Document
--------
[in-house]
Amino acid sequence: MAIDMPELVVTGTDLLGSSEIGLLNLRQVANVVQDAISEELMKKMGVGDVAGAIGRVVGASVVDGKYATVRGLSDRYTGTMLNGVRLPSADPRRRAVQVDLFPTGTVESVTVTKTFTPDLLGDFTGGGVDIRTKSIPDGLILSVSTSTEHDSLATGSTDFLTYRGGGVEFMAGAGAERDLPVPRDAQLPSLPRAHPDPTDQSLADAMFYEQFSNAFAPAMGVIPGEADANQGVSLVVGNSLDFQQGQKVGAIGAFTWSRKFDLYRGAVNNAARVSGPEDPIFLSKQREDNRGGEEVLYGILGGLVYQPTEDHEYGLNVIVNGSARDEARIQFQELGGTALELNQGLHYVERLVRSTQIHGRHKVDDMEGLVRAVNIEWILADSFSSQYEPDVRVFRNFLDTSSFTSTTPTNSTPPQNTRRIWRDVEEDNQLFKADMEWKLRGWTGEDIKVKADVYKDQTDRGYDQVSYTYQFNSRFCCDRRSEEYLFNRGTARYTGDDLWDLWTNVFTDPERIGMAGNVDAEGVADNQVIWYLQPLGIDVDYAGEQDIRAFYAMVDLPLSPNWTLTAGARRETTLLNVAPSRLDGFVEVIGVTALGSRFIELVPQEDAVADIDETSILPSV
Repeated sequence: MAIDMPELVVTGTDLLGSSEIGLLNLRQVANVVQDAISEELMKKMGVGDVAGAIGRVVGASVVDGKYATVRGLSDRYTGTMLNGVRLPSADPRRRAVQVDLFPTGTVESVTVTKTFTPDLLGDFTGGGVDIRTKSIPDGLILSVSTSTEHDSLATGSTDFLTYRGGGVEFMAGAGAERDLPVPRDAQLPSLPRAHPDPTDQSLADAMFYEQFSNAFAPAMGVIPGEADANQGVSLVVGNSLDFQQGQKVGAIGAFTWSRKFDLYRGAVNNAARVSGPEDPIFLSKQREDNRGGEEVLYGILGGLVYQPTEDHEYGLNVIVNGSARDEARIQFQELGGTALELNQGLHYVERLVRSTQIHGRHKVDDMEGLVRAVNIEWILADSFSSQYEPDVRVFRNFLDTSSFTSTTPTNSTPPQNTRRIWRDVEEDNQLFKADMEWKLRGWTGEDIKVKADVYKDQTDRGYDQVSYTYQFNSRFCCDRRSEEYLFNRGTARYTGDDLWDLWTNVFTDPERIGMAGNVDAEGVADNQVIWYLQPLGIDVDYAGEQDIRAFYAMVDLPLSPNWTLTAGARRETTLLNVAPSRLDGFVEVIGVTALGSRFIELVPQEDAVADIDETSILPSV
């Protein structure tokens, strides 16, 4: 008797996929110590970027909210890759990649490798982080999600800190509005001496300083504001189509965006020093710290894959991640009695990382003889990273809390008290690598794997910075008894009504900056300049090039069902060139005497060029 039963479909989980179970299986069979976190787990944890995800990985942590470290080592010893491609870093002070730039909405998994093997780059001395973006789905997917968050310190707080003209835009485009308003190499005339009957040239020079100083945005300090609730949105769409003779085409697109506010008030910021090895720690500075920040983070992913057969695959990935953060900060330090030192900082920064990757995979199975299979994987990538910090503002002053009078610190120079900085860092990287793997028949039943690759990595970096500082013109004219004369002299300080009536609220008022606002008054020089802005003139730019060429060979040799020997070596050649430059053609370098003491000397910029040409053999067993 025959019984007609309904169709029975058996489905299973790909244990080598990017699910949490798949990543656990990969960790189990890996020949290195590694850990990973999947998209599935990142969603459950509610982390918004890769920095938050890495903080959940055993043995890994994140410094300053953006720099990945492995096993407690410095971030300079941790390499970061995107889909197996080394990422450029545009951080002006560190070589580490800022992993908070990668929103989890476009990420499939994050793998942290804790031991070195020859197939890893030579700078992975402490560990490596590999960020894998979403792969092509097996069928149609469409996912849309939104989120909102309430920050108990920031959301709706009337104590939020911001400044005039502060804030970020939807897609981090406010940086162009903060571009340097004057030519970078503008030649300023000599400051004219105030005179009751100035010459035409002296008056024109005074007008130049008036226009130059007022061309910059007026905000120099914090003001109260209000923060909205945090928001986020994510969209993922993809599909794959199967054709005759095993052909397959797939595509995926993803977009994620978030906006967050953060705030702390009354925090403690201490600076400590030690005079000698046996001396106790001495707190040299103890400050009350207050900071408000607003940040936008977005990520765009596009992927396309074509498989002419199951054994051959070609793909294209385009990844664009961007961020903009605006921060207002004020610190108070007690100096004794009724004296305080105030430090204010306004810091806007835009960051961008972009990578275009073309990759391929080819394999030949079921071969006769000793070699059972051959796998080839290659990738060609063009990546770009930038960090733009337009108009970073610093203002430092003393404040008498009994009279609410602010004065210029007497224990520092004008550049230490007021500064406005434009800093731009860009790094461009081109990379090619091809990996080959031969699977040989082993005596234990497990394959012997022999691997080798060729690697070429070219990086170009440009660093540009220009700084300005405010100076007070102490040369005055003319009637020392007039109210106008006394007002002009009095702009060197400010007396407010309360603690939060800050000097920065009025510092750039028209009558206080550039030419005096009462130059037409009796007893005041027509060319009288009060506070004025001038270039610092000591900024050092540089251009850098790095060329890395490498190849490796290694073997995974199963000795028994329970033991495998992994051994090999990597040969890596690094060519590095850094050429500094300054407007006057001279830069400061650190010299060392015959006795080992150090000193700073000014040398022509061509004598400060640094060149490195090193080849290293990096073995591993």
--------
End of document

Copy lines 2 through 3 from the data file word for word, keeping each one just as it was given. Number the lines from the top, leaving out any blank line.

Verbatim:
Amino acid sequence: MAIDMPELVVTGTDLLGSSEIGLLNLRQVANVVQDAISEELMKKMGVGDVAGAIGRVVGASVVDGKYATVRGLSDRYTGTMLNGVRLPSADPRRRAVQVDLFPTGTVESVTVTKTFTPDLLGDFTGGGVDIRTKSIPDGLILSVSTSTEHDSLATGSTDFLTYRGGGVEFMAGAGAERDLPVPRDAQLPSLPRAHPDPTDQSLADAMFYEQFSNAFAPAMGVIPGEADANQGVSLVVGNSLDFQQGQKVGAIGAFTWSRKFDLYRGAVNNAARVSGPEDPIFLSKQREDNRGGEEVLYGILGGLVYQPTEDHEYGLNVIVNGSARDEARIQFQELGGTALELNQGLHYVERLVRSTQIHGRHKVDDMEGLVRAVNIEWILADSFSSQYEPDVRVFRNFLDTSSFTSTTPTNSTPPQNTRRIWRDVEEDNQLFKADMEWKLRGWTGEDIKVKADVYKDQTDRGYDQVSYTYQFNSRFCCDRRSEEYLFNRGTARYTGDDLWDLWTNVFTDPERIGMAGNVDAEGVADNQVIWYLQPLGIDVDYAGEQDIRAFYAMVDLPLSPNWTLTAGARRETTLLNVAPSRLDGFVEVIGVTALGSRFIELVPQEDAVADIDETSILPSV
Repeated sequence: MAIDMPELVVTGTDLLGSSEIGLLNLRQVANVVQDAISEELMKKMGVGDVAGAIGRVVGASVVDGKYATVRGLSDRYTGTMLNGVRLPSADPRRRAVQVDLFPTGTVESVTVTKTFTPDLLGDFTGGGVDIRTKSIPDGLILSVSTSTEHDSLATGSTDFLTYRGGGVEFMAGAGAERDLPVPRDAQLPSLPRAHPDPTDQSLADAMFYEQFSNAFAPAMGVIPGEADANQGVSLVVGNSLDFQQGQKVGAIGAFTWSRKFDLYRGAVNNAARVSGPEDPIFLSKQREDNRGGEEVLYGILGGLVYQPTEDHEYGLNVIVNGSARDEARIQFQELGGTALELNQGLHYVERLVRSTQIHGRHKVDDMEGLVRAVNIEWILADSFSSQYEPDVRVFRNFLDTSSFTSTTPTNSTPPQNTRRIWRDVEEDNQLFKADMEWKLRGWTGEDIKVKADVYKDQTDRGYDQVSYTYQFNSRFCCDRRSEEYLFNRGTARYTGDDLWDLWTNVFTDPERIGMAGNVDAEGVADNQVIWYLQPLGIDVDYAGEQDIRAFYAMVDLPLSPNWTLTAGARRETTLLNVAPSRLDGFVEVIGVTALGSRFIELVPQEDAVADIDETSILPSV